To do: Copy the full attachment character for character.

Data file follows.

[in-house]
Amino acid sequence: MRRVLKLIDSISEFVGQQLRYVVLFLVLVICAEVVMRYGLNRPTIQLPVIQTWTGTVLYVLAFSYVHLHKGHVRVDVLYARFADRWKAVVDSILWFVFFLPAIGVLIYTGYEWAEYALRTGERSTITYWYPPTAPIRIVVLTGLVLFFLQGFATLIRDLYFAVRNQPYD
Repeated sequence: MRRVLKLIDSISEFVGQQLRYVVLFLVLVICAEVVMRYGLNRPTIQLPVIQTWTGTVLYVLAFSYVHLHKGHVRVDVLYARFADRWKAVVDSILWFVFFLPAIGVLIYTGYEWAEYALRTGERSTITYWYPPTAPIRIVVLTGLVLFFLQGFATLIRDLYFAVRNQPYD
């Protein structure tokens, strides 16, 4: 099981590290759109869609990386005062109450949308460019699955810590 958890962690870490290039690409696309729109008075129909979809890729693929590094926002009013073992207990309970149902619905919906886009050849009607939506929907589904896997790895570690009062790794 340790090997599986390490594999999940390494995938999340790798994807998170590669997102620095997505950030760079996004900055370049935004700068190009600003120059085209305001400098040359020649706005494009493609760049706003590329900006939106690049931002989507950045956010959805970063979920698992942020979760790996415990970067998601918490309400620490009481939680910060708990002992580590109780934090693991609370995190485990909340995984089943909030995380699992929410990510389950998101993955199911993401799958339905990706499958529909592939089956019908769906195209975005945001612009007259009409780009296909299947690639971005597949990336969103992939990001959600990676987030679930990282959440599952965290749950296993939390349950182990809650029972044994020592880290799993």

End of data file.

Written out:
[in-house]
Amino acid sequence: MRRVLKLIDSISEFVGQQLRYVVLFLVLVICAEVVMRYGLNRPTIQLPVIQTWTGTVLYVLAFSYVHLHKGHVRVDVLYARFADRWKAVVDSILWFVFFLPAIGVLIYTGYEWAEYALRTGERSTITYWYPPTAPIRIVVLTGLVLFFLQGFATLIRDLYFAVRNQPYD
Repeated sequence: MRRVLKLIDSISEFVGQQLRYVVLFLVLVICAEVVMRYGLNRPTIQLPVIQTWTGTVLYVLAFSYVHLHKGHVRVDVLYARFADRWKAVVDSILWFVFFLPAIGVLIYTGYEWAEYALRTGERSTITYWYPPTAPIRIVVLTGLVLFFLQGFATLIRDLYFAVRNQPYD
């Protein structure tokens, strides 16, 4: 099981590290759109869609990386005062109450949308460019699955810590 958890962690870490290039690409696309729109008075129909979809890729693929590094926002009013073992207990309970149902619905919906886009050849009607939506929907589904896997790895570690009062790794 340790090997599986390490594999999940390494995938999340790798994807998170590669997102620095997505950030760079996004900055370049935004700068190009600003120059085209305001400098040359020649706005494009493609760049706003590329900006939106690049931002989507950045956010959805970063979920698992942020979760790996415990970067998601918490309400620490009481939680910060708990002992580590109780934090693991609370995190485990909340995984089943909030995380699992929410990510389950998101993955199911993401799958339905990706499958529909592939089956019908769906195209975005945001612009007259009409780009296909299947690639971005597949990336969103992939990001959600990676987030679930990282959440599952965290749950296993939390349950182990809650029972044994020592880290799993």